Statement of Owner’s Equity: Definition, Examples, and Interpretation

In accounting, the Statement of Owner’s Equity shows all components of a company’s funding outside its liabilities and how they change over a specific period; it may include only common shareholders or both common and preferred shareholders.

Statement of Owner’s Equity Definition: In accounting, the statement of owner’s equity shows all components of a company’s funding outside its liabilities and how they change over a specific period; it may include only common shareholders or both common and preferred shareholders.

Here’s a summary from Bank of America’s quarterly report (10-Q) and a more detailed version that shows the changes in each line item:

Bank of America - Statement of Owner's Equity

Bank of America - Statement of Owner's Equity Detail

As some background, a company’s Balance Sheet has three main sections: Assets, Liabilities, and Equity. Assets must always equal Liabilities + Equity.

-Assets: These items can be sold for cash or will contribute to the company’s future growth and operations, such as inventory or plants, property & equipment. They give the company a future benefit.

-Liabilities: These are the company’s short-term and long-term funding sources needed to acquire its assets, and they represent future obligations or cash outflows (e.g., if a company has Debt, it will have to repay that Debt in the future).

-Equity: These are additional funding sources; they are still obligations, but unlike Liabilities, they do not necessarily represent direct cash outflows. Also, these sources may relate to external parties (shareholders) or may be internally generated (Retained Earnings).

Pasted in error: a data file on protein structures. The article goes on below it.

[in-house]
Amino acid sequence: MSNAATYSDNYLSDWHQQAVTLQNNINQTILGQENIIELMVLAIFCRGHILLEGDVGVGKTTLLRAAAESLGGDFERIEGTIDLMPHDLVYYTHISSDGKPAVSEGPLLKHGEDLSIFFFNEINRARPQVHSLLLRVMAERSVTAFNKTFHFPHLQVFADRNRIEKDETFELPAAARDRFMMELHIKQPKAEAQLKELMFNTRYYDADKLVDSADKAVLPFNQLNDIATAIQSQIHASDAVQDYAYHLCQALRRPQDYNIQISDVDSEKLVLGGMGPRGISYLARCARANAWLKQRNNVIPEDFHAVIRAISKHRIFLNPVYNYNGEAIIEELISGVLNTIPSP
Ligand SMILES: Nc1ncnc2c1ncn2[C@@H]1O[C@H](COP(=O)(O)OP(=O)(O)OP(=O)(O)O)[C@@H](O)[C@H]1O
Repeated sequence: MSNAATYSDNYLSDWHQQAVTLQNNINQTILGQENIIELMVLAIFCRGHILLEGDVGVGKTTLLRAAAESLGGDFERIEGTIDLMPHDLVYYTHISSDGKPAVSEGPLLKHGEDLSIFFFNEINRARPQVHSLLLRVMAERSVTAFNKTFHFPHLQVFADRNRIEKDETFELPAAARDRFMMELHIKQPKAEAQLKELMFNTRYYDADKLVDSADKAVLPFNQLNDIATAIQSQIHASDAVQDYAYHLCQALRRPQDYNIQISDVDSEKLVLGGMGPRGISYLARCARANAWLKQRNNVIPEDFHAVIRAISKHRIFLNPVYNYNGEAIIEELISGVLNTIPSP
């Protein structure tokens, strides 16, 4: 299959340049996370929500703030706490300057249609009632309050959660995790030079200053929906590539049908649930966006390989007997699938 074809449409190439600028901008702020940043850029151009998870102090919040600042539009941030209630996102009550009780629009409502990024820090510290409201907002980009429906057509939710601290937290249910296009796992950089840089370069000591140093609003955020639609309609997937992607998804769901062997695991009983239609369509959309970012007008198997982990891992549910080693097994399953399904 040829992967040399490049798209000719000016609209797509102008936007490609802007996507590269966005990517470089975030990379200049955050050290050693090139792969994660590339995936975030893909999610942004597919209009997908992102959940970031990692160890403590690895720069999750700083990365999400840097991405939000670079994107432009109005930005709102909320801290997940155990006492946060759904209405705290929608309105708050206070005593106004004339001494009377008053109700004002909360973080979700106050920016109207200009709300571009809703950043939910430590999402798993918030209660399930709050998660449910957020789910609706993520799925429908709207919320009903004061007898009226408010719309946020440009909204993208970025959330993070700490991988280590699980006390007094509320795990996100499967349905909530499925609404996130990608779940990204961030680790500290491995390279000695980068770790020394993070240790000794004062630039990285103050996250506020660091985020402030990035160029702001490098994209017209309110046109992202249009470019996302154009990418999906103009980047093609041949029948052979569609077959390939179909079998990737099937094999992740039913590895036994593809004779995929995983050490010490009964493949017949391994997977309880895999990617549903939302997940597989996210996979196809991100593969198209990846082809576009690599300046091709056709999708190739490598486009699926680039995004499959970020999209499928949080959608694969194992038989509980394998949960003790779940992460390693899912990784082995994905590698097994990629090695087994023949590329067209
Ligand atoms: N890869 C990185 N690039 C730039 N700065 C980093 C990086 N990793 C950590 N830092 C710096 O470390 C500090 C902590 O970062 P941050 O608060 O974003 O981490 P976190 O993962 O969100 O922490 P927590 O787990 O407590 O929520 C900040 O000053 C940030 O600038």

The Statement of Owner’s Equity, also known as the Statement of Shareholder’s Equity, details this Equity section of the Balance Sheet.

It may seem significant, but it is less important than the three main financial statements: The Income Statement, Balance Sheet, and Cash Flow Statement.

That’s because most valuation and financial modeling are based on cash flows, not the Balance Sheet, and you can estimate a company’s cash flows solely from its Income Statement and Cash Flow Statement.

The Statement of Owner’s Equity provides additional useful information in certain contexts, but it’s unimportant for ~90% of companies in real-life analyses.

We almost always consolidate this entire section of the financial statements into a single line item in financial models:

Consolidation for the Statement of Owner's Equity

The most important point is that specific items always flow into the Equity section: Net Income (addition), Dividends (subtraction), Stock Issuances (addition), and Stock Repurchases (subtraction) are the main ones.

Unrealized Gains and Losses, pension adjustments, and foreign currency translations may also affect one component of this section (Accumulated Other Comprehensive Income, abbreviated to AOCI).

Statement of Owner’s Equity: Key Components

The most important components are as follows:

-Common Stock: This represents the “par value” of each share (often $1.00 or $0.01) times all the common shares the company has issued cumulatively. It does not change even if the company repurchases some of these shares.

It increases only if the company issues additional shares in the future.

-Additional Paid-In Capital (APIC): This represents each share’s Market Value minus Par Value, times the total shares issued over time. It does not change when the share price or share count changes but reflects only the prices and quantities at the initial issuance.

-Retained Earnings: These are the company’s saved-up, after-tax earnings. Net Income to Common Shareholders increases this item, and Dividends reduce it because they represent distributions to the shareholders.

-Accumulated Other Comprehensive Income (AOCI): This account records miscellaneous income sources and other items, such as Unrealized Gains and Losses, adjustments for pensions, currency hedging/translation, and so on.

-Treasury Stock: This line is almost always negative and records the company’s stock repurchases over time. If a company repurchases $100 million worth of stock, this line becomes $100 million more negative. It does not change if the share price changes in the future.